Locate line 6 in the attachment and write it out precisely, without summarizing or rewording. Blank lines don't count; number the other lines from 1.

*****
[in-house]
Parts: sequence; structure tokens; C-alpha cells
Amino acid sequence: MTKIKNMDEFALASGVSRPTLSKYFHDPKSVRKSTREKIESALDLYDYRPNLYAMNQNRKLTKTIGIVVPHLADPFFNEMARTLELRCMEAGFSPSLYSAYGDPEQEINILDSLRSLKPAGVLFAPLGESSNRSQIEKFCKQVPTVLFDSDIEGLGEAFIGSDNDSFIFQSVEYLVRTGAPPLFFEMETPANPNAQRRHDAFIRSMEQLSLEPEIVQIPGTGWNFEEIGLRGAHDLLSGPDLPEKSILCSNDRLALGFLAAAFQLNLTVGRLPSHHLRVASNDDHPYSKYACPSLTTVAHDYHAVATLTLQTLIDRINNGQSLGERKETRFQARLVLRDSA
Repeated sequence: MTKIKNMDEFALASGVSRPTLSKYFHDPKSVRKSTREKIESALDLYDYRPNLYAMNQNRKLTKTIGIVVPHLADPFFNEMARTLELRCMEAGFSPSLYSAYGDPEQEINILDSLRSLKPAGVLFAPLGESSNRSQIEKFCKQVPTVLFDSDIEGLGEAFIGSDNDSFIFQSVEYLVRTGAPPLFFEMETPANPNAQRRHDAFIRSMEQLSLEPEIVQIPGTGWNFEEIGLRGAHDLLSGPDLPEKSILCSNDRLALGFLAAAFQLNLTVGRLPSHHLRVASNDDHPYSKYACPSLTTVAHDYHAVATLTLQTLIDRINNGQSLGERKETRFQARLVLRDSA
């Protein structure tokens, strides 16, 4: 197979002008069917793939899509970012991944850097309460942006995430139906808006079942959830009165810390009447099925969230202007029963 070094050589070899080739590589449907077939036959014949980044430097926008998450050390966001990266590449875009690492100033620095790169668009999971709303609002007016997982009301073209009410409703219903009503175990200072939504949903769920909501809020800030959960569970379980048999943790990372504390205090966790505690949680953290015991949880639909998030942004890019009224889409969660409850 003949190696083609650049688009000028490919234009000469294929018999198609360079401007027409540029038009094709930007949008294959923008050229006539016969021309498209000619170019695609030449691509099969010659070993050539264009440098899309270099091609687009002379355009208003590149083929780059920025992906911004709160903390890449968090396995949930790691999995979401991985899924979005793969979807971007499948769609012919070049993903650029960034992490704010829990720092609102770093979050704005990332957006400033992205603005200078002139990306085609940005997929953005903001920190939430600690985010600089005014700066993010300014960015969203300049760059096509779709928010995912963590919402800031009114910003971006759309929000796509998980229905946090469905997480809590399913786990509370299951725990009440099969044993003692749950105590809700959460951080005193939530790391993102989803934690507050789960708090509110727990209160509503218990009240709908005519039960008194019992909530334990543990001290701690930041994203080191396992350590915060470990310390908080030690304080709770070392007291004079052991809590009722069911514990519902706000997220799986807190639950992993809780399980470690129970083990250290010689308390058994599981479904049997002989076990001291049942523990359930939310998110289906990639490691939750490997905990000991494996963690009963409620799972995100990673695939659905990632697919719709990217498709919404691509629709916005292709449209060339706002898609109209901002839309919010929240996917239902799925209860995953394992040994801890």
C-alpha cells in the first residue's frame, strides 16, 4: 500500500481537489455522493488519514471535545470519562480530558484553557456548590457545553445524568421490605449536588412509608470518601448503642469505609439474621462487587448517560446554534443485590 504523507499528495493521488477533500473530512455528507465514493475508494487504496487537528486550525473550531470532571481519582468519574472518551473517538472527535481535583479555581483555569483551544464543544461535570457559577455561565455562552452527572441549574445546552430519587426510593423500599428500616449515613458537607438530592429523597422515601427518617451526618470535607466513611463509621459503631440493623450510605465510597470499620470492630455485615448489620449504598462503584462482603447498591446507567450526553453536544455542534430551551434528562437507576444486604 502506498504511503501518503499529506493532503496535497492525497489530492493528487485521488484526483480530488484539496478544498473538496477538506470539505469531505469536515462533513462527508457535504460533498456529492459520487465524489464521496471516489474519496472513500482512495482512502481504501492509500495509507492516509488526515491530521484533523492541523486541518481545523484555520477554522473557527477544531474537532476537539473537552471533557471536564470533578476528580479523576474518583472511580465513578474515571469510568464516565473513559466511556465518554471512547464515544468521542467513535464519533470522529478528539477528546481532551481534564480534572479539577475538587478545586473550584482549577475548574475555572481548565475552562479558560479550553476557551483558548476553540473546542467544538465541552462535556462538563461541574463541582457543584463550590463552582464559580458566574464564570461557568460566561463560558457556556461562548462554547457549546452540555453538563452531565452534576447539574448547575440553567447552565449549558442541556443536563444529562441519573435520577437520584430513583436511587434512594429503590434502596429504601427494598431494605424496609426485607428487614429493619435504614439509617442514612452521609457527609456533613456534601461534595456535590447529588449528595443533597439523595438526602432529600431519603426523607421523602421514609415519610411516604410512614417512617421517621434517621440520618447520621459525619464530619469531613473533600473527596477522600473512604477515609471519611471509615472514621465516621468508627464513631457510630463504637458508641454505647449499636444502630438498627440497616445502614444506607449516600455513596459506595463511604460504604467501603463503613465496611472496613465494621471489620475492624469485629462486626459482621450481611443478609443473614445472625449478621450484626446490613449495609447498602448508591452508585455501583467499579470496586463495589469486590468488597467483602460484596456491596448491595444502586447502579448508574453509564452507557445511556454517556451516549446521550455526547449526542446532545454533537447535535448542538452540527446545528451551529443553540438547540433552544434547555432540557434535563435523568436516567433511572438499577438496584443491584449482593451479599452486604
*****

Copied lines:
C-alpha cells in the first residue's frame, strides 16, 4: 500500500481537489455522493488519514471535545470519562480530558484553557456548590457545553445524568421490605449536588412509608470518601448503642469505609439474621462487587448517560446554534443485590 504523507499528495493521488477533500473530512455528507465514493475508494487504496487537528486550525473550531470532571481519582468519574472518551473517538472527535481535583479555581483555569483551544464543544461535570457559577455561565455562552452527572441549574445546552430519587426510593423500599428500616449515613458537607438530592429523597422515601427518617451526618470535607466513611463509621459503631440493623450510605465510597470499620470492630455485615448489620449504598462503584462482603447498591446507567450526553453536544455542534430551551434528562437507576444486604 502506498504511503501518503499529506493532503496535497492525497489530492493528487485521488484526483480530488484539496478544498473538496477538506470539505469531505469536515462533513462527508457535504460533498456529492459520487465524489464521496471516489474519496472513500482512495482512502481504501492509500495509507492516509488526515491530521484533523492541523486541518481545523484555520477554522473557527477544531474537532476537539473537552471533557471536564470533578476528580479523576474518583472511580465513578474515571469510568464516565473513559466511556465518554471512547464515544468521542467513535464519533470522529478528539477528546481532551481534564480534572479539577475538587478545586473550584482549577475548574475555572481548565475552562479558560479550553476557551483558548476553540473546542467544538465541552462535556462538563461541574463541582457543584463550590463552582464559580458566574464564570461557568460566561463560558457556556461562548462554547457549546452540555453538563452531565452534576447539574448547575440553567447552565449549558442541556443536563444529562441519573435520577437520584430513583436511587434512594429503590434502596429504601427494598431494605424496609426485607428487614429493619435504614439509617442514612452521609457527609456533613456534601461534595456535590447529588449528595443533597439523595438526602432529600431519603426523607421523602421514609415519610411516604410512614417512617421517621434517621440520618447520621459525619464530619469531613473533600473527596477522600473512604477515609471519611471509615472514621465516621468508627464513631457510630463504637458508641454505647449499636444502630438498627440497616445502614444506607449516600455513596459506595463511604460504604467501603463503613465496611472496613465494621471489620475492624469485629462486626459482621450481611443478609443473614445472625449478621450484626446490613449495609447498602448508591452508585455501583467499579470496586463495589469486590468488597467483602460484596456491596448491595444502586447502579448508574453509564452507557445511556454517556451516549446521550455526547449526542446532545454533537447535535448542538452540527446545528451551529443553540438547540433552544434547555432540557434535563435523568436516567433511572438499577438496584443491584449482593451479599452486604